Tom was first and foremost a historian. A walking encyclopedia of everything tobacco-related, Tom probably had a copy of every book, newspaper article, newsletter, magazine essay, sales bill, catalog and radio/television special ever produced regarding the subject of tobacco. His home became a sort of a mini-museum housing his archives.
After his death, it was discovered that he had almost fifty filing cabinets full of material, with each cabinet devoted to its own subject. Every cabinet drawer was numbered, and each number was indexed in a journal. If you wrote to Tom with a question regarding availability of a certain blend of tobacco, he would dutifully pull out the journal and find the right cabinet- Tobacco Sellers (English) catalogs, modern- Cabinet 36. And within a day or two, you'd get a response in the mail telling you exactly what he knew about your inquiry. Tom was the human tobacco search engine.
Tom Dunn shunned computers. He didn't own one until shortly before his death, and even then had no internet connection. Right up until the end, TPSE was produced entirely by hand. Tom would write everything on his old typewriter and cut and paste everything together and drop it off at the printer. A week later he would pick up the finished product, come home and stick it in an envelope, and hand address it to each subscriber on his mailing list, along with whatever personal correspondence he may have chosen to include.
I first came across TPSE in my local tobacconists shop around 1995. I was impressed with its "antique" format (which stood out so prominently on a counter full of the "prestige" and colorful cigar rags). I initially purchased it solely on the strength of a Sherlock Holmes article inside, but soon found myself intrigued with the pipe and cigar talk inside. I immediately subscribed and went back to the smoke shop armed with a knowledge of Dunhill and Mac Baren tobacco blends that I needed to try (unfortunately, Carter Hall was about as fancy a tobacco as you could get in that particular store). I also got my first pipe, a standard beginner's Missouri Meerschaum corn cob that I still use to this day.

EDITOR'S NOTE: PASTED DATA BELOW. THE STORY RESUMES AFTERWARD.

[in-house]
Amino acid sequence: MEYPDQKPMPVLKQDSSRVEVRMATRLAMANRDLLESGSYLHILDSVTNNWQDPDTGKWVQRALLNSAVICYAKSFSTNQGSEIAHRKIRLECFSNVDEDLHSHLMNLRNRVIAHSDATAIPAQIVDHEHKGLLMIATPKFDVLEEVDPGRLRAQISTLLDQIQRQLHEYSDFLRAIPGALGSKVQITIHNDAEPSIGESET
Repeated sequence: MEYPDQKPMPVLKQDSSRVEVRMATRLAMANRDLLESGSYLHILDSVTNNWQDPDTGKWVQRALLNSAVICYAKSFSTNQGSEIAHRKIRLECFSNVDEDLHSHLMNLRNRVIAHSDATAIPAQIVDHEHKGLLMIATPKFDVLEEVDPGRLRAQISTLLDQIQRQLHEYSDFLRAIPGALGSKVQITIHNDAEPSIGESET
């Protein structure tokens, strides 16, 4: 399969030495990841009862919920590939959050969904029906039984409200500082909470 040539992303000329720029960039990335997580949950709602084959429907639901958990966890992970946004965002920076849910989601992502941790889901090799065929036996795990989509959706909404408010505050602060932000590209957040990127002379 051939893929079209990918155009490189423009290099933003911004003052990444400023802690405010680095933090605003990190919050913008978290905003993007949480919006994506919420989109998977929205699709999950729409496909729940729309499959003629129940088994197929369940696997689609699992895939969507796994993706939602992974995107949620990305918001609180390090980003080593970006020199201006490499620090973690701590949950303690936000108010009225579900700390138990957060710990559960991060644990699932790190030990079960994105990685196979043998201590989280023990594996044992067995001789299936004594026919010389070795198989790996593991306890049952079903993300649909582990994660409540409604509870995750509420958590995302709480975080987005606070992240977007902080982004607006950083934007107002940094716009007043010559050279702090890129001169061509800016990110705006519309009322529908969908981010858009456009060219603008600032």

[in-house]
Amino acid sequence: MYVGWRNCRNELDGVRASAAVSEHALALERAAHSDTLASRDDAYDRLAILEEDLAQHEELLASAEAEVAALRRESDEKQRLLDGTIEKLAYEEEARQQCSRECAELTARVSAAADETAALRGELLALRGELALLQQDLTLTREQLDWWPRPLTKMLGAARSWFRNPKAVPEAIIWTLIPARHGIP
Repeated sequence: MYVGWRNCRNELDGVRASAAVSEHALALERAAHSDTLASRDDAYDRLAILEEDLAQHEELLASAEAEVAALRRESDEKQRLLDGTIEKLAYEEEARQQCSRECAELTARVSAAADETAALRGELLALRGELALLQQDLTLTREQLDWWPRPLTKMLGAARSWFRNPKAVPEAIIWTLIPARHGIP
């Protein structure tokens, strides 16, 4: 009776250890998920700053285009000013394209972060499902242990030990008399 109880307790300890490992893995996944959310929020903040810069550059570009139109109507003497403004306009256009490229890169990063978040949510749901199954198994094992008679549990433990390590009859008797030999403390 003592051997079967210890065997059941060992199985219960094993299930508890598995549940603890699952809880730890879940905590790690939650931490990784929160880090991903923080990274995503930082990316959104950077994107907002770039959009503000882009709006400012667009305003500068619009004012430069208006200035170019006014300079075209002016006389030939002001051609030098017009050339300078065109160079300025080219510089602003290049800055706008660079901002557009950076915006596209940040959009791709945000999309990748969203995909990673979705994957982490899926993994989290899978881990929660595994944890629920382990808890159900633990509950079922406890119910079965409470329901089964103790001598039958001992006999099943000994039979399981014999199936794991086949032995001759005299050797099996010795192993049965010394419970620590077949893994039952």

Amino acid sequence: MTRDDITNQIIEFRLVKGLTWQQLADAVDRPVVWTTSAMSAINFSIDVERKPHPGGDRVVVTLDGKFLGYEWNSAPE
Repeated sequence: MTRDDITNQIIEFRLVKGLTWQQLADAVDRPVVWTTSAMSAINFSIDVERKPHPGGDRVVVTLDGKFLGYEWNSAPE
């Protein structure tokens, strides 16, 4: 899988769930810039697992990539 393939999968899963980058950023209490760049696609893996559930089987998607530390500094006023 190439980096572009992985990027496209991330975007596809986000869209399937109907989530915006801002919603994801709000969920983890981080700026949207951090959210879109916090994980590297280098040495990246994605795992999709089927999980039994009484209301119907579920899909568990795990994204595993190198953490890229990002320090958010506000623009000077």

I often wrote to Tom about different aspects of the tobacco trade, and to my surprise he always wrote back. I even submitted an article to him about the French cigarette industry during World War II, which he loved but refused to print because I wasn't "old enough" yet. That really rubbed me the wrong way and I canceled my subscription the next day. I still, for the life of me, don't really know quite what happened, but I didn't read TPSE again until about 2001, when a stray copy was given to me at a tobacco convention.
By 2003 I was a subscriber again, and renewed my correspondence with Tom. The old flap over the article was long forgotten by the both of us, and Tom sent me much material regarding snuff and smokeless tobacco, a new interest of mine. There was very little information about snuff and snus on the internet in those days, so the material I received was invaluable. Though he was (of course) a Pipe smoker first, he always carried a tin of his own personal blend of Gawith and Hoggarth snuff for those rare occasions when he couldn't smoke his pipe. He (rather sheepishly) admitted to enjoying the occasional plug of chew while working outside.
Tom Dunn was also the first person I ever heard mention Swedish snus, a type of tobacco he was fascinated with ever since reading an article about it in a 1980 issue of The Smithsonian. The following is from a letter he sent me in late 2004:
"... but if you're going to chew snuff, you would be hard pressed to find a better example than the Swedish variety. [ A Swedish member of his pipe club ] sends me a brand called "Rallarsnus" and "Generalsnus" which are both very good. Unlike American or English chew, you do not have to swallow the expectoration, which is intriguing from an American standpoint to say the least!"
When RJR rolled out Camel SNUS a couple of years later, I sent a can to Tom to get his opinion on how it compared to the Swedish brands. I never received a reply though, and it wasn't until later I heard that Tom had passed away shortly before Christmas. I sent my regards to his family, knowing the tobacco world had lost a true legend.